“I don’t think there is a possibility for them to succeed on a ceasefire, it can succeed probably on things like prisoner exchange and some other humanitarian intervention level, like humanitarian support, and food,” he said.
Qatar, the host of the Hamas political bureau, has been leading negotiations to release civilians from the Palestinian group as part of de-escalation efforts to end the bloodshed in Gaza.
Doha managed to mediate the release of two American captives from Hamas on October 20, both identified as Judith Raanan and Natalie Raanan – a mother and a daughter.
Then on October 23, Qatar and Egypt pushed for the release of two elderly women from Hamas, both identified as 79-year-old Nurit Yitzhak and 85-year-old Yocheved Lifshitz.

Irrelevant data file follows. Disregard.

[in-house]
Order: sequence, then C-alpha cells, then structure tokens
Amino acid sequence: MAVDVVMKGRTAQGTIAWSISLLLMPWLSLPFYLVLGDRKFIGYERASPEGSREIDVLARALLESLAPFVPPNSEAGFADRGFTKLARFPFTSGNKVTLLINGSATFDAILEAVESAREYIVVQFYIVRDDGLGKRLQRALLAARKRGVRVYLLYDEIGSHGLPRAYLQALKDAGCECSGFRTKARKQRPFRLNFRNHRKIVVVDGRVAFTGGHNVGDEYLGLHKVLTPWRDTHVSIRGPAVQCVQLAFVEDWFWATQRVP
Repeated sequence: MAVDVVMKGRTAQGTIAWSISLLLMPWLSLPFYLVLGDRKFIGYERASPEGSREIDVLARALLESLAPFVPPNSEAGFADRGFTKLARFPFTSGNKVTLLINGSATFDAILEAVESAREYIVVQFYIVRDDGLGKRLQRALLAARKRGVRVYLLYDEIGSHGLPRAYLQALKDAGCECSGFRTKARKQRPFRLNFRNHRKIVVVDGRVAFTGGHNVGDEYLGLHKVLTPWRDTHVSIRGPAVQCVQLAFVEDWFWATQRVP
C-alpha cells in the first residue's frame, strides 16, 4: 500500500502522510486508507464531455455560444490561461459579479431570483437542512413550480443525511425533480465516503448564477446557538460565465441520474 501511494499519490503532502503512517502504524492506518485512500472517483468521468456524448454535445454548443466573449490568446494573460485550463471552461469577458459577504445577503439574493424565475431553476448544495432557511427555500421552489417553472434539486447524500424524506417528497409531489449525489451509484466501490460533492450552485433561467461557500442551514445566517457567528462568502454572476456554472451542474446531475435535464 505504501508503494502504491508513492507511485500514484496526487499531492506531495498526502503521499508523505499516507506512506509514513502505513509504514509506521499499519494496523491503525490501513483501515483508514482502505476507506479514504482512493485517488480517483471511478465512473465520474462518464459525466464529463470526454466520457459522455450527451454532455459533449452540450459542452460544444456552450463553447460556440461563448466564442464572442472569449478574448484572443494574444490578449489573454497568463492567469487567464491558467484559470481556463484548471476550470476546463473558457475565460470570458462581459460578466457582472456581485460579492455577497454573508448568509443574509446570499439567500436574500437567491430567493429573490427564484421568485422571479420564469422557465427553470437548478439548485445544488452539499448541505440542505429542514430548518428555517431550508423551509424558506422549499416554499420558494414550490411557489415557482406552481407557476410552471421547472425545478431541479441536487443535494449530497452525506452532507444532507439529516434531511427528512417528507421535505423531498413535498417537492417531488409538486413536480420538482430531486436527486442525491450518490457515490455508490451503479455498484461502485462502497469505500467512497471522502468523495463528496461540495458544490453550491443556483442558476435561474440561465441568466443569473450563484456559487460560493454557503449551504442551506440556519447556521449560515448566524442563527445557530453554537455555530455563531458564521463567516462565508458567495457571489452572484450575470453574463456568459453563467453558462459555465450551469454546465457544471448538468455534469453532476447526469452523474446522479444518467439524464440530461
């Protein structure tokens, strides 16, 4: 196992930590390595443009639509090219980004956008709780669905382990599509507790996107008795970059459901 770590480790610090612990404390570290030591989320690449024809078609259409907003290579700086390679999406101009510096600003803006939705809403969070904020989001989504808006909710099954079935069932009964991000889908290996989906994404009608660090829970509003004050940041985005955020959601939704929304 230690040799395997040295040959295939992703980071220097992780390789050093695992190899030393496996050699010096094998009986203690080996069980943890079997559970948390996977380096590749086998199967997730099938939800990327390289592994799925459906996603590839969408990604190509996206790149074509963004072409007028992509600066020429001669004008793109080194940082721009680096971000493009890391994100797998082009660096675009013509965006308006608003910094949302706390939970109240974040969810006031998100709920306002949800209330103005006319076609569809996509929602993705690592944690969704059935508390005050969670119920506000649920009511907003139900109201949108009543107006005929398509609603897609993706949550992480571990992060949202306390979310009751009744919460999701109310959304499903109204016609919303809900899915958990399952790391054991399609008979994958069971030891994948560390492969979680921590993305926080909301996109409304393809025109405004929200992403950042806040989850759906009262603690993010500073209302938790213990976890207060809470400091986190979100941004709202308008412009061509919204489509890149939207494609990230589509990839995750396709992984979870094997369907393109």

Then on Wednesday, it reportedly brokered an agreement between Egypt, Israel and Hamas in coordination with the US that allows the evacuation of foreign passport holders and some seriously wounded individuals from Gaza through Rafah.
While analysts believe Qatar does have the ability to negotiate a ceasefire, Israel’s intention to continue the war remains a major obstacle.
“Qatar has already succeeded in negotiating the release of some Israeli prisoners and it can be a good interlocutor for a ceasefire. Unfortunately, Israel is not interested in a ceasefire and the United States is not going to force it to agree to one,” Harb said.